In economics, we often use a social welfare function to describe the particular weights that are applied to each individual's utility in determining what is socially desirable. One social welfare function, the utilitarian, weights everyone's utility equally and consequently maximizes the total utility of all members of society. Each social welfare function can be associated with a particular view about equity. But some views do not explicitly weight individual utilities and cannot therefore be represented by a social welfare function. For example, a market-oriented view argues that the outcome of the competitive market process is equitable because it rewards those who are most able and who work the hardest.7 If E is the competitive equilibrium allocation, for example, E would be deemed to be more equitable than F, even though the goods are less equally allocated.

When more than two people are involved, the meaning of the word equity becomes even more complex. The Rawlsian view8 emphasizes that an equal distribution of resources may remove the incentive that most productive people have to work hard (because the wealth they achieve will be taxed away). This view allows inequalities, if these inequalities make the least-well-off person in society better off. According to Rawls, the most equitable allocation maximizes the utility of the least-well-off person in society. The Rawlsian perspective could be egalitarian, involving an equal allocation of goods among all members of society, but it need not be. Suppose that by rewarding more productive people more highly than less productive people, we can get the most productive people to work harder. This could produce more goods and services, some of which could then be reallocated to make the poorest members of society better off.

The four views of equity in Table 16.2 move roughly from most to least egalitarian. The egalitarian view explicitly requires equal allocations, while the

6 One of the important developers of utilitarian thought was Jeremy Bentham (1748-1832). See An Introduction to the Principle of Morals and Legislation (London: Oxford University Press, 1907). See Robert Nozick, Anarchy, State, and Utopia (New York: Basic Books, 1974). See John Rawls, A Theory of Justice (New York: Oxford University Press, 1971).

TABLE 16.2 Four Views of Equity

1. Egalitarian-all members of society receive equal amounts of goods

2. Rawlsian-maximize the utility of the least-well-off person

3. Utilitarian-maximize the total utility of all members of society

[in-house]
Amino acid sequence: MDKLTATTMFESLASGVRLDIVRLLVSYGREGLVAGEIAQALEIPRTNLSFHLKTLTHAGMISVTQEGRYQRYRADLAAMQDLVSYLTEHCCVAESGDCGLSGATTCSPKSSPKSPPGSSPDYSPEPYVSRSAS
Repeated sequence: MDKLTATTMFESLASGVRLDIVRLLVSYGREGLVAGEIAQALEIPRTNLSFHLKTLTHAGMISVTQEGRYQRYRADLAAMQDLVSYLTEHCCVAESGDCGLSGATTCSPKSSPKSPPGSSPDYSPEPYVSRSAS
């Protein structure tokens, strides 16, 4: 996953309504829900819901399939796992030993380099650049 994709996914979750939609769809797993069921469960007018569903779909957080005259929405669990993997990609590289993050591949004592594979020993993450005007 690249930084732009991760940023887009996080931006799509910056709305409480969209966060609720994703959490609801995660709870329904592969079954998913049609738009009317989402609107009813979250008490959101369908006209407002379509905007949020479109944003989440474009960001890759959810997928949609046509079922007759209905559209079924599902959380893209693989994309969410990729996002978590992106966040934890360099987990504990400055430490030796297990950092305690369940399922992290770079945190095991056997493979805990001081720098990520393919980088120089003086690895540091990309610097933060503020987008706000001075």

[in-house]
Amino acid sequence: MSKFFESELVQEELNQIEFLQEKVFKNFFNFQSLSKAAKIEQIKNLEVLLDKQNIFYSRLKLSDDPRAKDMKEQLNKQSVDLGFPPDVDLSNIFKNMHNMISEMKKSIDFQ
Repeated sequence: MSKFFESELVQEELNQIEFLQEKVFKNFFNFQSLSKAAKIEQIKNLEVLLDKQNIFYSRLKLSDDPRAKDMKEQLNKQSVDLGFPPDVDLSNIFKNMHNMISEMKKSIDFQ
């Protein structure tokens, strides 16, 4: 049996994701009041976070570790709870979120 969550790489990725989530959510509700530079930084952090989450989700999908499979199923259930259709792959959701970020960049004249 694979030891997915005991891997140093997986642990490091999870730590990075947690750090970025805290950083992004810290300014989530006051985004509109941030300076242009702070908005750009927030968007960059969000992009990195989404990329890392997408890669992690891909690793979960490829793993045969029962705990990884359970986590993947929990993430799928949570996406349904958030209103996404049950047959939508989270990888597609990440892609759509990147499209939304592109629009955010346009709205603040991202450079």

4. Market-oriented-the market outcome is the most equitable

Rawlsian puts a heavy weight on equality (otherwise some would be much worse off than others). The utilitarian is likely to require some difference between the best- and worst-off members of society. Finally, the market-oriented view may lead to substantial inequality in the allocations of goods and services.

Equity and Perfect Competition

A competitive equilibrium leads to a Pareto efficient outcome that may or may not be equitable. In fact, a competitive equilibrium could occur at any point on the contract curve, depending on the initial allocation. Imagine, for example, that the initial allocation gave all food and clothing to Karen. This would be at Oj in Figure 16.7, and Karen would have no reason to trade. Point 0/ would then be a competitive equilibrium, as would point Ok and all intermediate points on the contract curve.

Because efficient allocations are not necessarily equitable, society must rely to some extent on government to redistribute income or goods among households to achieve equity goals. These goals can be reached through the tax sys-tem-a progressive income tax redistributes income from the wealthy to the poor, for example. The government can also provide public services, such as medical aid to the poor (Medicare), or it can transfer funds through programs such as Food Stamps.

Unfortunately, all programs that redistribute income in our society are costly. Taxes may encourage individuals to work less or cause firms to devote resources to avoiding taxes rather than to producing output. So as a practical matter, there is a trade-off between the goals of equity and efficiency.9